The diagram, by Lois Papadopoulos

Image available here

(…) However, by entrusting the objectivity* of the morphogenesis to the sphere of nature, and in fact to theories that are far too general to be productive and useful, architecture is stranded on the shores of a programmatic bewilderment: if it does not focus on the production of forms, but on the natural and hence objective rules* of morphogenesis, all architectural outcomes and all that they entail are rendered fair and equal: this signifies the annulment of the field of meaning. And because meaning is a social construct, that which is pushed aside by the impetuous return of the natural is, precisely, the social -it is society, it is history (…) However, in the proposed process of natural morphogenesis, the architectural forms do not realise a project but are the outcome of the construction of events, as algorithmic interpretations of information data. The architect is given a new responsibility -not to design the forms but to prepare a bare field of possibilities on which the forces of reality will develop on objective* terms. The resolution of conflicts results into a valid though un-planned, unforeseen, uncanny and consequently estranging architectural form. In contrast, in the practised strategies of architectural design, where subjective* initiative is required by the designer, the construction of the uncanny, of the unexpected and the unforeseen, the estrangement or the paroxysm of architecture’s inherent indeterminability aims to alter conventional socio-spatial relations and differential meaning-giving outcomes (…) This acrobatic, risky relationship between intention and coincidence, between the design’s theoretical abstraction and the existence of reality’s multiple parameters, between natural disorder and intellectual order, perhaps between desire and need -this is what the introduction of the mythologised diagram is attempting to determine in digital strategies: it is an idea bordering on a game, a pseudoscientific mechanism of protestant deincrimination for the abundant pleasures provided by the exceptional new voluptuous spatial experiences of digital design, a ruse aiming to prevent the abolition of the responsibility of designing and to restore the designer’s initiative.

*Are the rules of morphogenesis indeed objective? or just a logical (con)sequence of events based on voluntary data interpretation? In this case, the design process -traditional or digital- is always subjective.

Read full paper here

On design and politics

Excerpts of the Wouter Vanstiphout interview to Rory Hyde (MVRDV) for the Australian design review in 2011. Full article available here

If you really want to change the city, or want a real struggle, a real fight, then it would require re-engaging with things like public planning for example, or re-engaging with government, or re-engaging with large-scale institutionalised developers. I think that’s where the real struggles lie, that we re-engage with these structures and these institutions, this horribly complex ‘dark matter’. That’s where it becomes really interesting (…) I do believe that architecture and design as a combination of pure speculation, rhetorical poetics and technical capacity, could play a role in politics. It could re-shape certain discussions and therefore create its own inevitability (…) I don’t think architects have to shed their visionary status, their ‘good’ arrogance, or their speculative powers, if only they would realise that things are contextual! Acknowledge the fact that the deepest meaning in what they do is directly related to the context in which they do it.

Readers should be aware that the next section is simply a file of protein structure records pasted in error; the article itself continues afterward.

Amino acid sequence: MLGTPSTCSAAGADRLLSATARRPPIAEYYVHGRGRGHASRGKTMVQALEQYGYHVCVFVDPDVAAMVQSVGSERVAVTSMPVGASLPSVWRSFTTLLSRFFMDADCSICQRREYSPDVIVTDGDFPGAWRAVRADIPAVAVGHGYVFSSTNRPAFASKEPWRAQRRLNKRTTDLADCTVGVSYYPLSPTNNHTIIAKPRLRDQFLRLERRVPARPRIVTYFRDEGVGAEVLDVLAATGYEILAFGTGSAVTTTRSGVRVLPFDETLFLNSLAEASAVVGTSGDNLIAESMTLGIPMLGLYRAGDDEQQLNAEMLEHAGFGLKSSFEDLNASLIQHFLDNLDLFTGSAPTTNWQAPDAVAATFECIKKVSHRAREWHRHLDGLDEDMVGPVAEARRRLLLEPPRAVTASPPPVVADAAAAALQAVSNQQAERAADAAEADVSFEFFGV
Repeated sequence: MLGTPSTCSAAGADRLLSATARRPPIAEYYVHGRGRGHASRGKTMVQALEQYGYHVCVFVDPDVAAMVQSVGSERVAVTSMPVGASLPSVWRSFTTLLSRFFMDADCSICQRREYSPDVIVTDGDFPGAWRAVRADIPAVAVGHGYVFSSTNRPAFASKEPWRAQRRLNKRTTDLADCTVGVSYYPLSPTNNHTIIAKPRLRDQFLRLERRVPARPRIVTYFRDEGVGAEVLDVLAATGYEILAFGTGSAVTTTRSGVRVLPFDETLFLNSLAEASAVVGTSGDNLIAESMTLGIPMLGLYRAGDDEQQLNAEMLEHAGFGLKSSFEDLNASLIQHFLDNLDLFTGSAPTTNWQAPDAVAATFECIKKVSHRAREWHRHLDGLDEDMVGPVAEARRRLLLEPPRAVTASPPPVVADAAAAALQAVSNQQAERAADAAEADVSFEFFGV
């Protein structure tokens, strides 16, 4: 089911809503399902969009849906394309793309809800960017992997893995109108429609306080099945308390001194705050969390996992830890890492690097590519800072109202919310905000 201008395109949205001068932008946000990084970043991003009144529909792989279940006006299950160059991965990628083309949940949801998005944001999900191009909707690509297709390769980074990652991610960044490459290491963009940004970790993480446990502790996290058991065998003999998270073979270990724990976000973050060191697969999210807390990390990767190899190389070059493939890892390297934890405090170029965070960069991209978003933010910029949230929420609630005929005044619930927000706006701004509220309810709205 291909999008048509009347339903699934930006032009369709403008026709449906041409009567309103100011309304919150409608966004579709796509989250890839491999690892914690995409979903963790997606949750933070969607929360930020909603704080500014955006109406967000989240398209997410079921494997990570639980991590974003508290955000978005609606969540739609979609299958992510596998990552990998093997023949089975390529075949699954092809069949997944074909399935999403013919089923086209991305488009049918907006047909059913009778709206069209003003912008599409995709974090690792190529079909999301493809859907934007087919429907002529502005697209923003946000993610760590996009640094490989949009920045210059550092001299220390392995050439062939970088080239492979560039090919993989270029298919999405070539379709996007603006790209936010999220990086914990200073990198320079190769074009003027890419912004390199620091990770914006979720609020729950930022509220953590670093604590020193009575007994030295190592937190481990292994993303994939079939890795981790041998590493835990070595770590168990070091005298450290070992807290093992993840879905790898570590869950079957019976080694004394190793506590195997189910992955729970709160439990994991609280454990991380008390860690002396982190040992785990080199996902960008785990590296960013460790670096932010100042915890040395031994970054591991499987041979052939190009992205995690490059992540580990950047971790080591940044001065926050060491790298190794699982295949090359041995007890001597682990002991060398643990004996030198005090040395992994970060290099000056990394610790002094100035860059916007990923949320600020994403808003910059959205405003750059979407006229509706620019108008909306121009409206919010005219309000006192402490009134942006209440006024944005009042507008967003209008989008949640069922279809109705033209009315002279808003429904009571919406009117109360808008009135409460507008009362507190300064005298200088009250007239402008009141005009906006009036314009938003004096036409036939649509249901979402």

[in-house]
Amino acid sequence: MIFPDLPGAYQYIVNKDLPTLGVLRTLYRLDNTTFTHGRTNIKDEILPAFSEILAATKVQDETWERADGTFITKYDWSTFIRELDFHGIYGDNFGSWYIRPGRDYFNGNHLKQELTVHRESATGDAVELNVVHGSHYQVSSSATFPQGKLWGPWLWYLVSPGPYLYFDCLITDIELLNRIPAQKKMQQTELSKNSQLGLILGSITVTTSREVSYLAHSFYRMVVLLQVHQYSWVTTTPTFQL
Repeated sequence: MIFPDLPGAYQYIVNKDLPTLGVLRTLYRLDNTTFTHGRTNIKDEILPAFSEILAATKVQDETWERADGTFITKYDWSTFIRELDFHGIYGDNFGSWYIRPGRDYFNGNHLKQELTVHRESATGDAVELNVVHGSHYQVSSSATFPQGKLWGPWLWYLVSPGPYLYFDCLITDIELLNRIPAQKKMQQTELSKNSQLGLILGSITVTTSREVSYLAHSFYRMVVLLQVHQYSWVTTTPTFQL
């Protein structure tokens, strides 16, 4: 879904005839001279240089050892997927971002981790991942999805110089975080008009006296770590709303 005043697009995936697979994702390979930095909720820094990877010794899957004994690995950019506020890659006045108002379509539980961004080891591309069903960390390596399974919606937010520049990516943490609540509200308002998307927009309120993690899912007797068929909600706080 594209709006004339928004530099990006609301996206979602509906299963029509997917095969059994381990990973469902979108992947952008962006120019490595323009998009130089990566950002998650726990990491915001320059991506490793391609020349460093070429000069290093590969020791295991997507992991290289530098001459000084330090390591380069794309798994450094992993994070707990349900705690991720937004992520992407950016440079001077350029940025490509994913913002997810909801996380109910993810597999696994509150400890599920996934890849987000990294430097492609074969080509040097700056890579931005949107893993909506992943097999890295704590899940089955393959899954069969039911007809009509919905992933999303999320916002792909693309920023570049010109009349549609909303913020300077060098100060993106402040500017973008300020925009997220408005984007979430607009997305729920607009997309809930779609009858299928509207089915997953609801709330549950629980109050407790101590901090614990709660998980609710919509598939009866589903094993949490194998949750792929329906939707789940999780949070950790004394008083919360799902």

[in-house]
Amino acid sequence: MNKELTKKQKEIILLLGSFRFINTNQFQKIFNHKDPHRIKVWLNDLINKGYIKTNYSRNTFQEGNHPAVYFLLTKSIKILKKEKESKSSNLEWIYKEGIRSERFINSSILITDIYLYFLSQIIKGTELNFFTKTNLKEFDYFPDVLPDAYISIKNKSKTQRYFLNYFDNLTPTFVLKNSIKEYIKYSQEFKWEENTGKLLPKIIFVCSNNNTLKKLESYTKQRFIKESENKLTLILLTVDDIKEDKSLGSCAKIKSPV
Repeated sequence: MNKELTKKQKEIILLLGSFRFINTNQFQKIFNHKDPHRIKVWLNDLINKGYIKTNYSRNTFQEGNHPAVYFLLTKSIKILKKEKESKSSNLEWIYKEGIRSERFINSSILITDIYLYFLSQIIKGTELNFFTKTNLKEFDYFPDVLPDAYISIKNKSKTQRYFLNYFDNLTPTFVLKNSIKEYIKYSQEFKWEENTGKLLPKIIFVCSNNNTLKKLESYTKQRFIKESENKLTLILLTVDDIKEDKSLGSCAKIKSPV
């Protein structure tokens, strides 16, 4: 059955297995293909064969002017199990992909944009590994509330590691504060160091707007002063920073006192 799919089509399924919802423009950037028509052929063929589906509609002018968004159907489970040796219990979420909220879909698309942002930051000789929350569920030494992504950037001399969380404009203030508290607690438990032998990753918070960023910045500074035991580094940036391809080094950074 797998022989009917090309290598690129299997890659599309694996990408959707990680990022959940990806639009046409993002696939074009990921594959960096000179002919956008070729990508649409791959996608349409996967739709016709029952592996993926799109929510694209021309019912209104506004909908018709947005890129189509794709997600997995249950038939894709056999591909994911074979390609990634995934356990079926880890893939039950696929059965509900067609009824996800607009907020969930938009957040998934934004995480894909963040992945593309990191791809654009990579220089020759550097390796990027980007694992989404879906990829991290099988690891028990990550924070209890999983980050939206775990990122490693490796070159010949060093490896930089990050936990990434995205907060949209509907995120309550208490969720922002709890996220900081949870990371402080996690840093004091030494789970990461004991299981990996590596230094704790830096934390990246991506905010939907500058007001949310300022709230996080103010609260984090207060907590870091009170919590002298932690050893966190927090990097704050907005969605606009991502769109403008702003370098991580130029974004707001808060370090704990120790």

Wouter Vanstiphout is member of Crimson Historians & Urbanists and professor of Design as Politics at TU Delft

Theory of Man-Environment Relations, by Irwin Altman

IRWIN ALTMAN

Four philosophical models of the human:

  1. mechanistic model: the human as a task-oriented organism, understood and described only in relation to the task at hand/ human as a passive agent merely enacting the designer’s plan of use and having no agency
  2. perceptual-cognitive-motivational model: the human as an ‘internal processing organism’ with subjective traits
  3. behaviorist model: this focused on external human actions in the environment instead of internal thoughts and feelings and intentions. (it does not identify however with Skinner’s operant psychology)/ Altman classifies here all action-centric and interactionalist descriptions of human engagements with the environment without excluding intentions and motivational states
  4. ecological model: declared human behavior and environment a mutually constituting, dynamic ensemble/ Behavior itself, in other words, resided in the relation between the human and social and material contexts/ this model promoted an agentive understanding of the human/ Altman also emphasized its model’s utility for establishing a common ground among social scientists and designers thus cultivating the conditions of interdisciplinary collaboration/ it offered a reconciliatory mechanism between the unit and the whole, the small and the large scale, analysis and synthesis, thus urging scientists and practitioners to “surpass the provincialism of their parent professions”

 

References

Vardouli, Th., 2016. User Design: Constructions of the “user” in the history of design research. In 2016 Design Research Society 50th Anniversary Conference, 27-30 June 2016, Brighton, UK

Image available here

Bricolage as a design methodology

BRICOLAGE_Scorched-Earth-2006

Bricolage implies that :